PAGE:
So first up the nuts and bolts: why are scarves and shakers so great for babies? Play is one of the five early literacy skills AND also one of the most overlooked. Tell parents baby storytime is not only a chance for them to learn new songs and rhymes but also learn ways to play with their infant. Scarves and shakers lend themselves to peek-a-boo’ing, hide and seeking and best of all: tickling! Babies learn about conversations when they play back and forth games with adults and scarves and shakers can make this fun and help elicit a response from even the quietest infant. If parents are not convinced that early literacy can be this fun let them know when babies hold, scrunch, drop, and wave scarves and shakers these movements develop their fine and gross motor skills which will make writing and typing easier down the road. Or tell them that when you gently touch baby’s body parts with a scarf or shaker while naming them it will help baby remember the vocabulary better. And if they’re still listening maybe mention that shakers (and also scarves to some extent) help break words into smaller sounds, all the better for baby to process them!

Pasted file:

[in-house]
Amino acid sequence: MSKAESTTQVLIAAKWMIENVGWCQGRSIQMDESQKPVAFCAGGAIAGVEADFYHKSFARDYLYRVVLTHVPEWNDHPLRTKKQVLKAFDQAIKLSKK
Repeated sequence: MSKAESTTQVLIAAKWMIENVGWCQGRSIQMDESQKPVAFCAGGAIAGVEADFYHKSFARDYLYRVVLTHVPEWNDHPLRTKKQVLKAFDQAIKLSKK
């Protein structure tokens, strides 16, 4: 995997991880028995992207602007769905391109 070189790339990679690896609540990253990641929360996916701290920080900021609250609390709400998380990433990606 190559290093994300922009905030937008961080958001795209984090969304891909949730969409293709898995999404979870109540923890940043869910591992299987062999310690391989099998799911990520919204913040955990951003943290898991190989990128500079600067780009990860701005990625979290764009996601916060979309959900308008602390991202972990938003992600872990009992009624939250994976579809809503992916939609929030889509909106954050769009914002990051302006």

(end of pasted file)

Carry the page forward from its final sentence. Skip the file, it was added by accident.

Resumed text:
A couple other notes on shakers and scarves: moreso than with any other storytime crowd, when they’re out they’re out. To try and get shakers and scarves back before the little ones have really had a chance to play with them would just be cruel. I tend to hand them out halfway through the program, after we’ve done a couple stand-up-and-move songs to capture the babies’ attention again and I collect them when the program is over and they’re getting ready to leave. If the group is new to you handing them out is a perfect chance to practice names and collecting them is a perfect chance to chat with parents. Sneaky, oh so sneaky! A final note, expect anything you hand to a baby to be chewed and drooled on. A lot.
Ok, let’s finally get into some songs and rhymes. Here is a list of our favourites to use with scarves and shakers. Feel free to use them interchangeably and make up your own versions. But only if you promise to share below 🙂